It is the ultimate horror. Walking in to find your loved one shot to death. And it's what Dennis Morgan says he witnessed.
However, instead of grieving with their father, now two of his children are raising serious questions about what really happened inside that bedroom.
A mortal mystery down in Dixie: A woman found dead, covered in blood. Did she commit suicide?
One daughter's mission to reveal what she believes really happened. She says she's been told to keep her mouth shut. But will that stop her?
Martha Morgan was a warm and loving bayou beauty. The Southern belle was young when she met and married Dennis Morgan. Soon after, they started a family, three kids in all. But the relationship between Martha and Dennis was not the stuff of fairy tales.
According to daughter Dennisa Morgan, Martha's and Dennis's relationship was volatile. And it was violent.
"My father would take my mom by the hair, sling her to the wall, rip her clothes off, hit her in the face," said Dennisa. "He would take objects like a belt, a vase, whatever he could find and he would hit her with it.
Martha's son, Dennison, who spoke with Crime Watch Daily by phone, says growing up, no one in the home could escape his father's alleged brutality.
"My sisters and mother and I, all of us were in fear of him," said Dennison Morgan. "He broke my nose, broke my jaw, broke my ribs. My father would say he would kill us, kill my mother if she ever tried to leave, different ways that he could do it so they wouldn't suspect him of killing us."
According to Dennisa, on at least two occasions, Shreveport Police were called to the house. For both alleged incidents, Dennisa's says her father, a Shreveport city worker, was sentenced to probation.
It's a February afternoon, and what's behind closed doors at the Morgans' house, is downright gruesome. Dennis Morgan calls 911 to report his wife has committed suicide.
Shreveport police officers arrive to find 63-year-old Martha lying on her stomach in their bedroom with a gunshot wound to the chest and a gash in her head.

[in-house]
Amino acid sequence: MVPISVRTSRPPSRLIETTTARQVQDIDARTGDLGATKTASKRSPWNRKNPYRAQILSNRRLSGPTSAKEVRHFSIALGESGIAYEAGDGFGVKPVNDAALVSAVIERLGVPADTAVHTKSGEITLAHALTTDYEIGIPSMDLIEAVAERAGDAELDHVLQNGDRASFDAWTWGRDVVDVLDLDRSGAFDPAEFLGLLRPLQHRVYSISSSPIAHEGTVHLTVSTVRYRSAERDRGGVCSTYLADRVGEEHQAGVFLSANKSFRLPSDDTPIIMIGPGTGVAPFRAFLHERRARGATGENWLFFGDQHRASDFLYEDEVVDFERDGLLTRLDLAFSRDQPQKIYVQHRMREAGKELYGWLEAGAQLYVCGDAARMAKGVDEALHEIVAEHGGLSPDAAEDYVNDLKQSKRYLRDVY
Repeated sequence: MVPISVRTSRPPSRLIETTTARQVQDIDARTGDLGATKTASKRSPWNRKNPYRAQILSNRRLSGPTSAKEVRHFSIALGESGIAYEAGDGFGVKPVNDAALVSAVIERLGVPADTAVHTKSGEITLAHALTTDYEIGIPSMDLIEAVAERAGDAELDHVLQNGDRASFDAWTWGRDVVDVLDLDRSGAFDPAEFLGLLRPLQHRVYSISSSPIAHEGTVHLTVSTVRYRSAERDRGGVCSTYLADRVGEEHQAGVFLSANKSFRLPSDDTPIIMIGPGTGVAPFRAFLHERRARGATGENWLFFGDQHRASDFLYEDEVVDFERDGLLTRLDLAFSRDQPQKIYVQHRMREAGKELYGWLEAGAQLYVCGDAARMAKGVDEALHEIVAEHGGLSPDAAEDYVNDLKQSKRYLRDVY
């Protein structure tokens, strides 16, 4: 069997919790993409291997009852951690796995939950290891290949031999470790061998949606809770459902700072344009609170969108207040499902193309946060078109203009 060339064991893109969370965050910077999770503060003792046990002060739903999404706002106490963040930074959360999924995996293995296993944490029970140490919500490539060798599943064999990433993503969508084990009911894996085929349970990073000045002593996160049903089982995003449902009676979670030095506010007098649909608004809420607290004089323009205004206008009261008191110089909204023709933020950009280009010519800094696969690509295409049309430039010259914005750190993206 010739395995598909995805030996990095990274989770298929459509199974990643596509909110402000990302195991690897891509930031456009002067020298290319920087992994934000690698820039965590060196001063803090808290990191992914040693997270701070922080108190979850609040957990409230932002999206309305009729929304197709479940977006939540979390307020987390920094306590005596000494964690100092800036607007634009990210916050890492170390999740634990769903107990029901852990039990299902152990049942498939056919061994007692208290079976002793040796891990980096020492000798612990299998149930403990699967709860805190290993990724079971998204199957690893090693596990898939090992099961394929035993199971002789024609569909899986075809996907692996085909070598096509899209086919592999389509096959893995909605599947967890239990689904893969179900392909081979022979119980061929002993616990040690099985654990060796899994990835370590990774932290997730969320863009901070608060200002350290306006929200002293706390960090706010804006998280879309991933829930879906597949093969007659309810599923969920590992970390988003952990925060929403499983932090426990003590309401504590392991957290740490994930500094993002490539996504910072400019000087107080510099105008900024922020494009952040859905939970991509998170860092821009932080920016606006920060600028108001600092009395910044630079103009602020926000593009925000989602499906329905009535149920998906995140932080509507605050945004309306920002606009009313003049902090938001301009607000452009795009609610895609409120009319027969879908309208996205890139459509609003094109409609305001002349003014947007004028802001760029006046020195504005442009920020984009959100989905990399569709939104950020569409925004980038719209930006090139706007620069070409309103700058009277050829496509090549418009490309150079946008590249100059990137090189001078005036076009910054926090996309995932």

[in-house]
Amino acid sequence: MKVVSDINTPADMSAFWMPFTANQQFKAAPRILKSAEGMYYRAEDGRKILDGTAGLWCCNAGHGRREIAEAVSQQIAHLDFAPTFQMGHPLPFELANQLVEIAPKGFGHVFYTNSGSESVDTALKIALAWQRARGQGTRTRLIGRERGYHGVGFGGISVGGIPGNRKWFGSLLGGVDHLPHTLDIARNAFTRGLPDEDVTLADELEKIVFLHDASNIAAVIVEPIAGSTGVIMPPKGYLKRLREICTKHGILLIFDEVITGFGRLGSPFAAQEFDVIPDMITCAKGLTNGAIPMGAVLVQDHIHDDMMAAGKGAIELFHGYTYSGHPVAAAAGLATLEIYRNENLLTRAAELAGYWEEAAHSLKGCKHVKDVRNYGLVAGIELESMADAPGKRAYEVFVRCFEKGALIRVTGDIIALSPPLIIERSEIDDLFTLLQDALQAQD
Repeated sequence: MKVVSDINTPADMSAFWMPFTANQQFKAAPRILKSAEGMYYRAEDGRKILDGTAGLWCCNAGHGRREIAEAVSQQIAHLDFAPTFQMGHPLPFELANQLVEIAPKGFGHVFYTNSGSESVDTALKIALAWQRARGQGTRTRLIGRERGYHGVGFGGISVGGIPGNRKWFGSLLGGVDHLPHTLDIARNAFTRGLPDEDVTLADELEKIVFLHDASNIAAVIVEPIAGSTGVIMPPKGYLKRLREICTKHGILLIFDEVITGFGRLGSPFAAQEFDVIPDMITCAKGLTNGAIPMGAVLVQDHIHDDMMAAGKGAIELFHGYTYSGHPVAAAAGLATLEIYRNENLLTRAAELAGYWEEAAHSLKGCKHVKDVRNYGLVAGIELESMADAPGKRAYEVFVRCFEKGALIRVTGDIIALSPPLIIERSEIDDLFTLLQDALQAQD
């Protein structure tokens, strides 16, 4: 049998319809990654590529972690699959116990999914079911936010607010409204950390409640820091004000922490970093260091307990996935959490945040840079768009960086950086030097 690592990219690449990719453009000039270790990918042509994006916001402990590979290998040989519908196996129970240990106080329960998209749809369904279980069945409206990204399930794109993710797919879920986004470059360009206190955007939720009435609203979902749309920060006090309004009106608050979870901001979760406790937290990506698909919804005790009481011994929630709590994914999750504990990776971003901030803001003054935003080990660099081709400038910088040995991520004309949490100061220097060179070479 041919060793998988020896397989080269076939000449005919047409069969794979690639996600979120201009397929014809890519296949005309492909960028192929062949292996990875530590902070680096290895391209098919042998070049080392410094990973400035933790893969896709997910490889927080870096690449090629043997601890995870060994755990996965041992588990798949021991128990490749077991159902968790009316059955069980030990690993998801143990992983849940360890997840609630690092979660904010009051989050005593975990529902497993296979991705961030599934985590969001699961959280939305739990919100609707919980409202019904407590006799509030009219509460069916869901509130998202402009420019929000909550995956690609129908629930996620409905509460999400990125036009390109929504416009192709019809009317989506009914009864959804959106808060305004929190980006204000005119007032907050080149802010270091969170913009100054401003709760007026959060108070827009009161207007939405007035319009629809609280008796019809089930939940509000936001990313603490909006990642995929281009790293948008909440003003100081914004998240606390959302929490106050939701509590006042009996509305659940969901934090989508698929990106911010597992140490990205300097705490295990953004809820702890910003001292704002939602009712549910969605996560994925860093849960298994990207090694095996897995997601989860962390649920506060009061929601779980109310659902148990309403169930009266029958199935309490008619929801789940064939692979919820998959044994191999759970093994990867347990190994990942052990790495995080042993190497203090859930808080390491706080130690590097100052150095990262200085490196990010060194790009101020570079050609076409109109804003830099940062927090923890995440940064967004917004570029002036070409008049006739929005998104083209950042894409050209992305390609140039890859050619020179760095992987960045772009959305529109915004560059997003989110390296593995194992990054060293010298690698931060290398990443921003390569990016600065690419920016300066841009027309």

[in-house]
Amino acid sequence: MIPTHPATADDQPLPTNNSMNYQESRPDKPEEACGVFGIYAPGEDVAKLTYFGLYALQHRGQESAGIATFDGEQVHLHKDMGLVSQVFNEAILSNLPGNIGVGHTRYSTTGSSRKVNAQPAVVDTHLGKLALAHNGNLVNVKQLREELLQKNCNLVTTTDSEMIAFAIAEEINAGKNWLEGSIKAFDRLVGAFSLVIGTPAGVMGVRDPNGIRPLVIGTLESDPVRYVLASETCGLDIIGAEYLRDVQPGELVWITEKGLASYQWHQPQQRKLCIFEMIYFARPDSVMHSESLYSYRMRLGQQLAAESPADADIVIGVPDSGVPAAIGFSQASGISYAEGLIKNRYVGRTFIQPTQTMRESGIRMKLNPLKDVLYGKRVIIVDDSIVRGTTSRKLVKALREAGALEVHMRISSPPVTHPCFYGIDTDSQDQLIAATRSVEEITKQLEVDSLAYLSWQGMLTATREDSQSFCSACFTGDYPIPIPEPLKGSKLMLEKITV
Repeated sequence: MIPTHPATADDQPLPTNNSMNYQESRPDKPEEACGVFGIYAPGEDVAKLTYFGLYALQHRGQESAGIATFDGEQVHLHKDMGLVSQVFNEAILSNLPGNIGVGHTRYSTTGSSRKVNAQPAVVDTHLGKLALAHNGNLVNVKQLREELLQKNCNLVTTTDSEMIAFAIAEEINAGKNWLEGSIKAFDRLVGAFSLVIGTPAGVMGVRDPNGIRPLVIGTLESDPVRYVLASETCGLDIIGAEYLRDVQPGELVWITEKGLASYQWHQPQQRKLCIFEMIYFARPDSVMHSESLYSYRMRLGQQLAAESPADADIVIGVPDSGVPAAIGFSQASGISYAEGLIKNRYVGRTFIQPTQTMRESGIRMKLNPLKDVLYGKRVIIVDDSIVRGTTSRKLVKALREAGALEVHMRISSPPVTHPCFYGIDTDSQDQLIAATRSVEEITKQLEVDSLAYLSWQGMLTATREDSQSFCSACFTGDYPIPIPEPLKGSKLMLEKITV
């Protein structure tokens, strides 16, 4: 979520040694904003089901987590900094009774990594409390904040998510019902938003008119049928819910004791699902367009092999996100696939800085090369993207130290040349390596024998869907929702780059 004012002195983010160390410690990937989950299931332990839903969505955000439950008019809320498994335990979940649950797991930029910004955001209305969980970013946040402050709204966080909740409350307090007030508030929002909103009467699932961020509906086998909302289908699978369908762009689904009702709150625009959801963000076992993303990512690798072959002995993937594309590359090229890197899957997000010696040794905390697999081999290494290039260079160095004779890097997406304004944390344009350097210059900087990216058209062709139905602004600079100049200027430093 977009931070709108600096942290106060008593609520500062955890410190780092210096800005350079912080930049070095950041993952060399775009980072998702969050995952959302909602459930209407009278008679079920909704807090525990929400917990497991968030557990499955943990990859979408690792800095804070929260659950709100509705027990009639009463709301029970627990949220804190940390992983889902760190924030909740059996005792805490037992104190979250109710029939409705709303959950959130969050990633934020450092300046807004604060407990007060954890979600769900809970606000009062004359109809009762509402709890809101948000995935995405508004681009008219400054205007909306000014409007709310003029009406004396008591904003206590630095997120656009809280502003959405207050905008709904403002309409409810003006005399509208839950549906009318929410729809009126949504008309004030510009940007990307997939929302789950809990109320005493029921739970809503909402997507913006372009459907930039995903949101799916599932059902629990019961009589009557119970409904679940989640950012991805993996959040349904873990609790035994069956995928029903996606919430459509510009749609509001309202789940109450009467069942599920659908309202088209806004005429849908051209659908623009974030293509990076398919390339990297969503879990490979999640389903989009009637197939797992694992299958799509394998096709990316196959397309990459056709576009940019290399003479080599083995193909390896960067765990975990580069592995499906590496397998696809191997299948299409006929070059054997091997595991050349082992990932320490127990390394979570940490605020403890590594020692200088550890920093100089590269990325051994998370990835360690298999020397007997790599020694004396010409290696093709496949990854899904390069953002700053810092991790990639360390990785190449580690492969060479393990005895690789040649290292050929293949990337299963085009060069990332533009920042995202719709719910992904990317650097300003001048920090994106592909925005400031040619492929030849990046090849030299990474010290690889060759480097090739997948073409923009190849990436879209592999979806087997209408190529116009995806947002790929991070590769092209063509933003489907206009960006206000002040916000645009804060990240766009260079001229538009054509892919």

"I got a phone call from my father and he told us my mom was dead, that she killed herself," said Dennisa Morgan. "My sister and I raced to the scene."
"I told the police I pointed my finger at my father and I told them 'He did it,'" said Dennisa. "I just knew he did it."
That is one chilling accusation, one Dennis has always denied.
Dennis Morgan has never been charged with any wrongdoing in connection with Martha's death. When cops talk to a distraught husband at the scene, he says he left the house at around 9 and went to the library and an ATM. He got back home around noon and went outside to do yard work.
Then at around 2:30, he says he tried to open the bedroom door but noticed that something was blocking it. When he pushed the door open, he says, he discovered Martha on the floor.
"[The medical examiner] put the time of death as the same time that my father called 911, yet my mom had rigor mortis. So there are things that are not adding up," said Dennisa.
Dennison says he also got suspicious right off the bat.
"He told me my mother had died at 10 o'clock that morning," said Dennison. "I said 'How did you know that she died at 10 a.m.?' And he couldn't answer my question."
Cops finish up with Dennis, take some photos of the scene, then leave. Within a couple of days, Martha's death is ruled a suicide. Case closed.
The investigation's done, but Dennisa is just getting started.
Dennis Morgan has never been charged with any wrongdoing in connection to his wife's death. But Dennisa believes that day in February, her father hit her mother in the head with the butt of her .38-caliber gun then shot her in the chest, staging it to look self-inflicted. He then continued the ruse by planting the suicide seed in the 911 call.
"He had over two and a half hours in the house to plan what he was going to say," said Dennisa.
Caddo Parish Coroner Dr. Todd Thoma adamantly disagrees.
"She had a single gunshot wound under her left breast, a close-range shot," said Dr. Thoma. "The shirt was covered in blood but there was no bullet hole in the shirt, which tells me that she lifted her shirt, and she lifted her breast and shot herself. And that's not unusual if a woman with large breasts was going to commit suicide."
Thoma says Martha Morgan shot herself while sitting on the bed. There was no exit wound.
"As she bled out the blood, pooled on her legs, rolled down her legs," said Dr. Thoma. "She eventually would have gotten woozy, lost consciousness and fell down to the ground next to the bed, which was perfectly consistent with the way that we found her."
And the blood cast-off tells him the door was closed when she did it.